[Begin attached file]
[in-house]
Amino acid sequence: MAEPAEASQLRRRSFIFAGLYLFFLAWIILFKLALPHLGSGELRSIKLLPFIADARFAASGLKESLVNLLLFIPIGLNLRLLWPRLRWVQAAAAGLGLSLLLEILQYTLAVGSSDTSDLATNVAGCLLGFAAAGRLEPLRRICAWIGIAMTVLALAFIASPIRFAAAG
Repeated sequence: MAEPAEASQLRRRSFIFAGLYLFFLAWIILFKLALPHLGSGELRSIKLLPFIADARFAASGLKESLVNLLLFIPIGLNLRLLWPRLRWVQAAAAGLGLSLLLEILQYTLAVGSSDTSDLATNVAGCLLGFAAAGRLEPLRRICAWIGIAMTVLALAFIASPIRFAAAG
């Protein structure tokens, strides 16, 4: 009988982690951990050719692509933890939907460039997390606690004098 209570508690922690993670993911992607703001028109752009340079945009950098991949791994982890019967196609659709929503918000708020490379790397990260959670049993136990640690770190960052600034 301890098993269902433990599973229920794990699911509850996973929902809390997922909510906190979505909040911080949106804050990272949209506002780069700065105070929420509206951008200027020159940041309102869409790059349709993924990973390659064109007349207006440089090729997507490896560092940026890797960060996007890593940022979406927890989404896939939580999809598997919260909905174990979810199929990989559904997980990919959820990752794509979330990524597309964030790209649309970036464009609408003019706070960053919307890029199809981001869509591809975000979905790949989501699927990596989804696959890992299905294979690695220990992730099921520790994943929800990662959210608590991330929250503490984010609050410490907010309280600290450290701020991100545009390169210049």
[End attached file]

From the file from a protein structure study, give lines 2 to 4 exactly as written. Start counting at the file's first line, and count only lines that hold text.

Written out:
Amino acid sequence: MAEPAEASQLRRRSFIFAGLYLFFLAWIILFKLALPHLGSGELRSIKLLPFIADARFAASGLKESLVNLLLFIPIGLNLRLLWPRLRWVQAAAAGLGLSLLLEILQYTLAVGSSDTSDLATNVAGCLLGFAAAGRLEPLRRICAWIGIAMTVLALAFIASPIRFAAAG
Repeated sequence: MAEPAEASQLRRRSFIFAGLYLFFLAWIILFKLALPHLGSGELRSIKLLPFIADARFAASGLKESLVNLLLFIPIGLNLRLLWPRLRWVQAAAAGLGLSLLLEILQYTLAVGSSDTSDLATNVAGCLLGFAAAGRLEPLRRICAWIGIAMTVLALAFIASPIRFAAAG
């Protein structure tokens, strides 16, 4: 009988982690951990050719692509933890939907460039997390606690004098 209570508690922690993670993911992607703001028109752009340079945009950098991949791994982890019967196609659709929503918000708020490379790397990260959670049993136990640690770190960052600034 301890098993269902433990599973229920794990699911509850996973929902809390997922909510906190979505909040911080949106804050990272949209506002780069700065105070929420509206951008200027020159940041309102869409790059349709993924990973390659064109007349207006440089090729997507490896560092940026890797960060996007890593940022979406927890989404896939939580999809598997919260909905174990979810199929990989559904997980990919959820990752794509979330990524597309964030790209649309970036464009609408003019706070960053919307890029199809981001869509591809975000979905790949989501699927990596989804696959890992299905294979690695220990992730099921520790994943929800990662959210608590991330929250503490984010609050410490907010309280600290450290701020991100545009390169210049």